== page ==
This blog has been a draft in progress, and I’m finally ready to share it with you all.
About 2.5 years ago, we brought my daughter into see the pediatrician for a double ear infection. This was when it was first brought to our attention that she had a nystagmus. After a few trips to the eye doctor, we were given the diagnosis of Spasmus Nutans. This is the combination of the Nystagmus, Amblyopia (lazy eye), and a head tilt in response to the other two symptoms. We were told that this was common in eye development in toddlers and it should correct itself by school age.
Over the next 2 years it looked as if it was somewhat getting better, only showing when she was really tired or concentrating to see something at a distance. But as her fourth birthday came around, we noticed more and more signs that perhaps we were just looking for it to get better because the doctor said it would
I noticed that she was having difficulty seeing the letters in her books while we were working on reading and writing. My husband noticed she was having difficulty tracking things at a distance. Some of my close friends noticed that when she went to grab an object, it looked as if she wasn’t reaching directly for that object but more feeling for it.
I couldn’t believe I let two years go by since her last eye check up. When I called to make an appointment in January, the first available appointment wasn’t until May. This wasn’t acceptable, especially to a worried parent. After asking around, I found another ophthalmologist who came very highly recommended in my network of moms. I also decided to contact the school district to see if she would qualify to get into their preschool program, because if she would be needing any services I wanted to start the process sooner than later.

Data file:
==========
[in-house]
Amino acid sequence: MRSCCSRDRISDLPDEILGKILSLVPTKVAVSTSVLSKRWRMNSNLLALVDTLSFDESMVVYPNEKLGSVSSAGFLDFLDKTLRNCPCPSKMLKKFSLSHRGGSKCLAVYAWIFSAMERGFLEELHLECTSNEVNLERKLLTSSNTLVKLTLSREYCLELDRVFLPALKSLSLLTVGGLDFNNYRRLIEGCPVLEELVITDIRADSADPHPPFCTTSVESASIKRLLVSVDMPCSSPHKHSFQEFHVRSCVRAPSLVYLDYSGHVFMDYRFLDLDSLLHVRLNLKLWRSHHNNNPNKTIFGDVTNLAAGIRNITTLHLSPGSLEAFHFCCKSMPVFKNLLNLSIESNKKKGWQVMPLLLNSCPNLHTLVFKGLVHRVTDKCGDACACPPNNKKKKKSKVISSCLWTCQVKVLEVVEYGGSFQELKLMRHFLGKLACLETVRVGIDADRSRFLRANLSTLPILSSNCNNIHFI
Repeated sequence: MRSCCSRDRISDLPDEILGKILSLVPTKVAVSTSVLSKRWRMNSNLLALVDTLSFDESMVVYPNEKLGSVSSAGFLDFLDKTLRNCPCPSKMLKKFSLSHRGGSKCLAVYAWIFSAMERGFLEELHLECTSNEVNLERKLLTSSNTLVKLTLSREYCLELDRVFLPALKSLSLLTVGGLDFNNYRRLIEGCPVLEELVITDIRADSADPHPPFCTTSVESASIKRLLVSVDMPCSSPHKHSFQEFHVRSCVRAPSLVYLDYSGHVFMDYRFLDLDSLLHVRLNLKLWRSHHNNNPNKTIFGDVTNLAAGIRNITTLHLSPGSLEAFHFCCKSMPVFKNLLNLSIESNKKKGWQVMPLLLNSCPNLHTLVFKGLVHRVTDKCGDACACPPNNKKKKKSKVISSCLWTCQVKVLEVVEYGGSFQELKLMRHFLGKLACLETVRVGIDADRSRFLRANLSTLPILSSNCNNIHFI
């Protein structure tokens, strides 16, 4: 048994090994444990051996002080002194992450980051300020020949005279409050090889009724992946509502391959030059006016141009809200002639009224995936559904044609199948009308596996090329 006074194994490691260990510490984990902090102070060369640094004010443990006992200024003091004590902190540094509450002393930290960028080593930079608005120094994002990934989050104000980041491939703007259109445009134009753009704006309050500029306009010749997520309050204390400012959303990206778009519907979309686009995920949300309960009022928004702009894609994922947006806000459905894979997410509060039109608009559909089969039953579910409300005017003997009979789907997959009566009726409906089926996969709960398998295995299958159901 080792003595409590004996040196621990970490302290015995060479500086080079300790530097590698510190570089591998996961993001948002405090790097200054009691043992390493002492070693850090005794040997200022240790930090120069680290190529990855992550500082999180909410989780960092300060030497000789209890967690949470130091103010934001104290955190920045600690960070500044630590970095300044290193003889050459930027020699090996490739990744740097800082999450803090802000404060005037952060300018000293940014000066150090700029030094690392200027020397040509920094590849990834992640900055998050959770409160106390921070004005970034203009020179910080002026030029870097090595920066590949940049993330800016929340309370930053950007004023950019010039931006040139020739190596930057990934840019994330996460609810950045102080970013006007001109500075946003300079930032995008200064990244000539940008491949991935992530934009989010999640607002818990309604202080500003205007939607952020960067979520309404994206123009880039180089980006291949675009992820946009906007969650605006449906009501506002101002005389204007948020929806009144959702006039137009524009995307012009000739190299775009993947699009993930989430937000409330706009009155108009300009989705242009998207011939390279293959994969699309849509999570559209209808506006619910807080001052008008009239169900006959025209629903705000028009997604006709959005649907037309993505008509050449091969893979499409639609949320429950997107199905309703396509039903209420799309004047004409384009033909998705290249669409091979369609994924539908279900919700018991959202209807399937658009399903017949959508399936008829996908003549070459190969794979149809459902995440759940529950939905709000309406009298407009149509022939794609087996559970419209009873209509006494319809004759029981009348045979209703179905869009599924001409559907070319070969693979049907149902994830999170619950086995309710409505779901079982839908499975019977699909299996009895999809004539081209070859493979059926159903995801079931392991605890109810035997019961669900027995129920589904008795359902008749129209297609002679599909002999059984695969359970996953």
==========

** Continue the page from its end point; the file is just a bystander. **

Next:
After a series of assessments with the school nurse, psychologist, vision test, and hearing test, we sat down to our first IEP (Independent Education Plan) this last Tuesday. It was determined that my daughter qualifies to start preschool under the fact that she would be a blind/low vision student. Keep in mind that we hadn’t yet seen the new eye doctor. There was much discussion about what accommodations and services she would be given As I’d expected, there was much disagreement on the topic of Braille. The low vision specialist claimed she felt my daughter has too much vision to learn Braille, that it would slow her down and confuse her. Knowing the IEP process, and knowing that I was able to ammend it if I felt need be, I simply told them that if they didn’t want to teach her Braille in preschool, that was fine with me. I am already teaching her Braille, and by the time the school district is ready to approve Braille instruction, she’ll already be fully reading uncontracted Braille, and far ahead of her peers.